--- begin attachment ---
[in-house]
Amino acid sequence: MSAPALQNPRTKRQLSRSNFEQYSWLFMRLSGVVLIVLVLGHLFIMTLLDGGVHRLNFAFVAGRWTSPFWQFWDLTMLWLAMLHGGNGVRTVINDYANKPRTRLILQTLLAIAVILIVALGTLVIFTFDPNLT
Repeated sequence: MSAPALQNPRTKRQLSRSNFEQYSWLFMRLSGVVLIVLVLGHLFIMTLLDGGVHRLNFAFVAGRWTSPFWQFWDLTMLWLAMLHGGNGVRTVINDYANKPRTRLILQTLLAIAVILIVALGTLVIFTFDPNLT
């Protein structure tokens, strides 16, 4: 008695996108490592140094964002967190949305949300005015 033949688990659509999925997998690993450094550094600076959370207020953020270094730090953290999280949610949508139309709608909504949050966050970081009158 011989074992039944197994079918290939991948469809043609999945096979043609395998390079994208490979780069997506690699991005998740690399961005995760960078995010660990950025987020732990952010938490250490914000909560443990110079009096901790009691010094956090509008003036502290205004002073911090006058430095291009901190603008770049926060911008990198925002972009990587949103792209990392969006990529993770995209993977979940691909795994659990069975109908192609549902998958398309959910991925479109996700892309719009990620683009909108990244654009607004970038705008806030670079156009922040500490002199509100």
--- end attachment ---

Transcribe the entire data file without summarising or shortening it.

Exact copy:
[in-house]
Amino acid sequence: MSAPALQNPRTKRQLSRSNFEQYSWLFMRLSGVVLIVLVLGHLFIMTLLDGGVHRLNFAFVAGRWTSPFWQFWDLTMLWLAMLHGGNGVRTVINDYANKPRTRLILQTLLAIAVILIVALGTLVIFTFDPNLT
Repeated sequence: MSAPALQNPRTKRQLSRSNFEQYSWLFMRLSGVVLIVLVLGHLFIMTLLDGGVHRLNFAFVAGRWTSPFWQFWDLTMLWLAMLHGGNGVRTVINDYANKPRTRLILQTLLAIAVILIVALGTLVIFTFDPNLT
């Protein structure tokens, strides 16, 4: 008695996108490592140094964002967190949305949300005015 033949688990659509999925997998690993450094550094600076959370207020953020270094730090953290999280949610949508139309709608909504949050966050970081009158 011989074992039944197994079918290939991948469809043609999945096979043609395998390079994208490979780069997506690699991005998740690399961005995760960078995010660990950025987020732990952010938490250490914000909560443990110079009096901790009691010094956090509008003036502290205004002073911090006058430095291009901190603008770049926060911008990198925002972009990587949103792209990392969006990529993770995209993977979940691909795994659990069975109908192609549902998958398309959910991925479109996700892309719009990620683009909108990244654009607004970038705008806030670079156009922040500490002199509100």